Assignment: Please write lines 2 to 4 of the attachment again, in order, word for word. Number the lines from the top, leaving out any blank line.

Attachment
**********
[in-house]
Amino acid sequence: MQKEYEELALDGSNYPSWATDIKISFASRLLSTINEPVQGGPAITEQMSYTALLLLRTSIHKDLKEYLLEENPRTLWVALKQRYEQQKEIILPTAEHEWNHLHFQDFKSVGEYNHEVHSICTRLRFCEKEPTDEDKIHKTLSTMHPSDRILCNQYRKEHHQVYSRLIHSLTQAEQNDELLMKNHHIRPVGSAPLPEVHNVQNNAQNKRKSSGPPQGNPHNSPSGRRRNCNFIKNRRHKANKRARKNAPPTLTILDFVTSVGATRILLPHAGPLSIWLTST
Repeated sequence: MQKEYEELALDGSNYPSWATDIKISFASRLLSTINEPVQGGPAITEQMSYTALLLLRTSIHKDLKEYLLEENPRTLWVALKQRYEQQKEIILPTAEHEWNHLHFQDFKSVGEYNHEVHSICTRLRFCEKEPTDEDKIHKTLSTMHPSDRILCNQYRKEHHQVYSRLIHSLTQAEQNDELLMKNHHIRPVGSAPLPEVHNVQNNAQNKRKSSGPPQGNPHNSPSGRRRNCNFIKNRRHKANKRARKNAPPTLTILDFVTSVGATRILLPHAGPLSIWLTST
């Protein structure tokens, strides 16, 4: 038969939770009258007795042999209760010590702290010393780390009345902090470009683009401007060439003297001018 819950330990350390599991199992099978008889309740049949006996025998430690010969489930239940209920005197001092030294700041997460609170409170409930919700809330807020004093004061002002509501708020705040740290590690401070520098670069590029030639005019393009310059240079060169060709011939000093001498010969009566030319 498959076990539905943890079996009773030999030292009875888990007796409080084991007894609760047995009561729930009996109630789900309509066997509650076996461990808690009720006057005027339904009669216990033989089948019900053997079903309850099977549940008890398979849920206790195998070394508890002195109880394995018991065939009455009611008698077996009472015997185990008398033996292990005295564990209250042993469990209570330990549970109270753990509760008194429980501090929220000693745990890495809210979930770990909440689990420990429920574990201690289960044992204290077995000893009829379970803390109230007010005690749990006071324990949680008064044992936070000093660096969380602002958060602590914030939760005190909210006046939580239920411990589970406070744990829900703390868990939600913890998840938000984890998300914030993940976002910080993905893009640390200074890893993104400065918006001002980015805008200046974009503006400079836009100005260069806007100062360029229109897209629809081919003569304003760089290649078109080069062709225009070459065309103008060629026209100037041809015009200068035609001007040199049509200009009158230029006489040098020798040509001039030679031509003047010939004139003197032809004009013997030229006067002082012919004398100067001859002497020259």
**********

Amino acid sequence: MQKEYEELALDGSNYPSWATDIKISFASRLLSTINEPVQGGPAITEQMSYTALLLLRTSIHKDLKEYLLEENPRTLWVALKQRYEQQKEIILPTAEHEWNHLHFQDFKSVGEYNHEVHSICTRLRFCEKEPTDEDKIHKTLSTMHPSDRILCNQYRKEHHQVYSRLIHSLTQAEQNDELLMKNHHIRPVGSAPLPEVHNVQNNAQNKRKSSGPPQGNPHNSPSGRRRNCNFIKNRRHKANKRARKNAPPTLTILDFVTSVGATRILLPHAGPLSIWLTST
Repeated sequence: MQKEYEELALDGSNYPSWATDIKISFASRLLSTINEPVQGGPAITEQMSYTALLLLRTSIHKDLKEYLLEENPRTLWVALKQRYEQQKEIILPTAEHEWNHLHFQDFKSVGEYNHEVHSICTRLRFCEKEPTDEDKIHKTLSTMHPSDRILCNQYRKEHHQVYSRLIHSLTQAEQNDELLMKNHHIRPVGSAPLPEVHNVQNNAQNKRKSSGPPQGNPHNSPSGRRRNCNFIKNRRHKANKRARKNAPPTLTILDFVTSVGATRILLPHAGPLSIWLTST
């Protein structure tokens, strides 16, 4: 038969939770009258007795042999209760010590702290010393780390009345902090470009683009401007060439003297001018 819950330990350390599991199992099978008889309740049949006996025998430690010969489930239940209920005197001092030294700041997460609170409170409930919700809330807020004093004061002002509501708020705040740290590690401070520098670069590029030639005019393009310059240079060169060709011939000093001498010969009566030319 498959076990539905943890079996009773030999030292009875888990007796409080084991007894609760047995009561729930009996109630789900309509066997509650076996461990808690009720006057005027339904009669216990033989089948019900053997079903309850099977549940008890398979849920206790195998070394508890002195109880394995018991065939009455009611008698077996009472015997185990008398033996292990005295564990209250042993469990209570330990549970109270753990509760008194429980501090929220000693745990890495809210979930770990909440689990420990429920574990201690289960044992204290077995000893009829379970803390109230007010005690749990006071324990949680008064044992936070000093660096969380602002958060602590914030939760005190909210006046939580239920411990589970406070744990829900703390868990939600913890998840938000984890998300914030993940976002910080993905893009640390200074890893993104400065918006001002980015805008200046974009503006400079836009100005260069806007100062360029229109897209629809081919003569304003760089290649078109080069062709225009070459065309103008060629026209100037041809015009200068035609001007040199049509200009009158230029006489040098020798040509001039030679031509003047010939004139003197032809004009013997030229006067002082012919004398100067001859002497020259």